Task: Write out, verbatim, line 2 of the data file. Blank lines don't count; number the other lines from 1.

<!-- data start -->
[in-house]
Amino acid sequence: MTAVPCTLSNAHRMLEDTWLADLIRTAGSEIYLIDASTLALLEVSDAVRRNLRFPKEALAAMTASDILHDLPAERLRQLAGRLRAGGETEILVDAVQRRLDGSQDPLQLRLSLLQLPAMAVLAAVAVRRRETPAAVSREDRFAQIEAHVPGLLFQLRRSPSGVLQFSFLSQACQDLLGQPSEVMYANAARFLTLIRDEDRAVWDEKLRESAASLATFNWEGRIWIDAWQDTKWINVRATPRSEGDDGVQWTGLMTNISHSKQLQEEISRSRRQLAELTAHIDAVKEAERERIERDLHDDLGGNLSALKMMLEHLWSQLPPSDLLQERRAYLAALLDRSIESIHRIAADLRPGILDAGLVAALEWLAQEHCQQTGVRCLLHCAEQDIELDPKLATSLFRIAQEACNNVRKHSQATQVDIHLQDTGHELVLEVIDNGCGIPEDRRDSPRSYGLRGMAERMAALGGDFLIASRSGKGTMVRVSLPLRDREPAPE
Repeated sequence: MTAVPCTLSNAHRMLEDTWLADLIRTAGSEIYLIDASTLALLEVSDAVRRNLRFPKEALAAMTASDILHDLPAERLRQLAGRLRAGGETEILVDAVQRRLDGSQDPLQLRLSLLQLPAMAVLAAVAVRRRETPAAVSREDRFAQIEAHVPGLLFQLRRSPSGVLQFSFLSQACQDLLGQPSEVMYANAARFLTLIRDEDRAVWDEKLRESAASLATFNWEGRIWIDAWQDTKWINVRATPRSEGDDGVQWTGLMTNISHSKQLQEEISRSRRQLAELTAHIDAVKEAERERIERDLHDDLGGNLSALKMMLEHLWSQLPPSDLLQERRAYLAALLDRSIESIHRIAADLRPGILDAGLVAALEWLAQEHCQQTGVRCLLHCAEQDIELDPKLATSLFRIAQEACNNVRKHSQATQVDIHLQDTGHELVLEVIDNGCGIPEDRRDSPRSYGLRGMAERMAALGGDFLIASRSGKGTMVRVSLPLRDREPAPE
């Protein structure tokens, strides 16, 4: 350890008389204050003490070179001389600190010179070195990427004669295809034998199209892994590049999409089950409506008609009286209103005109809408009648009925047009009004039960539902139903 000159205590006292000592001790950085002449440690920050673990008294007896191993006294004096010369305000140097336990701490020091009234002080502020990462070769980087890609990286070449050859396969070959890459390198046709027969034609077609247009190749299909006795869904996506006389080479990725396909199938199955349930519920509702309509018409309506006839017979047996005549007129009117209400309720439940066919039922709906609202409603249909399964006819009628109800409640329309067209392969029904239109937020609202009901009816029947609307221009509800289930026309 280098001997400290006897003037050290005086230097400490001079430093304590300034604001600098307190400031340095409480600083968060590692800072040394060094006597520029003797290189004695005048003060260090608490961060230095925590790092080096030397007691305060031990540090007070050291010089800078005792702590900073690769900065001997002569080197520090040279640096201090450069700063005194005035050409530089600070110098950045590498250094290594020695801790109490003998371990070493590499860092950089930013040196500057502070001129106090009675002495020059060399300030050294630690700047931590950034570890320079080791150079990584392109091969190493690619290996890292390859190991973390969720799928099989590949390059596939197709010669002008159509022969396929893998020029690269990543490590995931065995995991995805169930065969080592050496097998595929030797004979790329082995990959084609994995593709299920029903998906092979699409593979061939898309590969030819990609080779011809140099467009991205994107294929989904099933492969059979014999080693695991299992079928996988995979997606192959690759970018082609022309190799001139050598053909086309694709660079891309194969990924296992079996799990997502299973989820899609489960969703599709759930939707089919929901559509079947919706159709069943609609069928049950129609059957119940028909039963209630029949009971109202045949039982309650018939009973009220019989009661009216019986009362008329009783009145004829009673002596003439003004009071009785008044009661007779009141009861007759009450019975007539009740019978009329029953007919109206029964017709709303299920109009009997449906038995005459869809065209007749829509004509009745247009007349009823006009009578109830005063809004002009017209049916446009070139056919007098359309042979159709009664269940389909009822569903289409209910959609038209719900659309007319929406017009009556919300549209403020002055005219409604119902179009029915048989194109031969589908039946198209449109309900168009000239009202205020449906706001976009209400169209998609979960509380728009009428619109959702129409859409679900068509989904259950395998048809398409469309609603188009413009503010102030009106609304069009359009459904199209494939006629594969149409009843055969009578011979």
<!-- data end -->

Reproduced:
Amino acid sequence: MTAVPCTLSNAHRMLEDTWLADLIRTAGSEIYLIDASTLALLEVSDAVRRNLRFPKEALAAMTASDILHDLPAERLRQLAGRLRAGGETEILVDAVQRRLDGSQDPLQLRLSLLQLPAMAVLAAVAVRRRETPAAVSREDRFAQIEAHVPGLLFQLRRSPSGVLQFSFLSQACQDLLGQPSEVMYANAARFLTLIRDEDRAVWDEKLRESAASLATFNWEGRIWIDAWQDTKWINVRATPRSEGDDGVQWTGLMTNISHSKQLQEEISRSRRQLAELTAHIDAVKEAERERIERDLHDDLGGNLSALKMMLEHLWSQLPPSDLLQERRAYLAALLDRSIESIHRIAADLRPGILDAGLVAALEWLAQEHCQQTGVRCLLHCAEQDIELDPKLATSLFRIAQEACNNVRKHSQATQVDIHLQDTGHELVLEVIDNGCGIPEDRRDSPRSYGLRGMAERMAALGGDFLIASRSGKGTMVRVSLPLRDREPAPE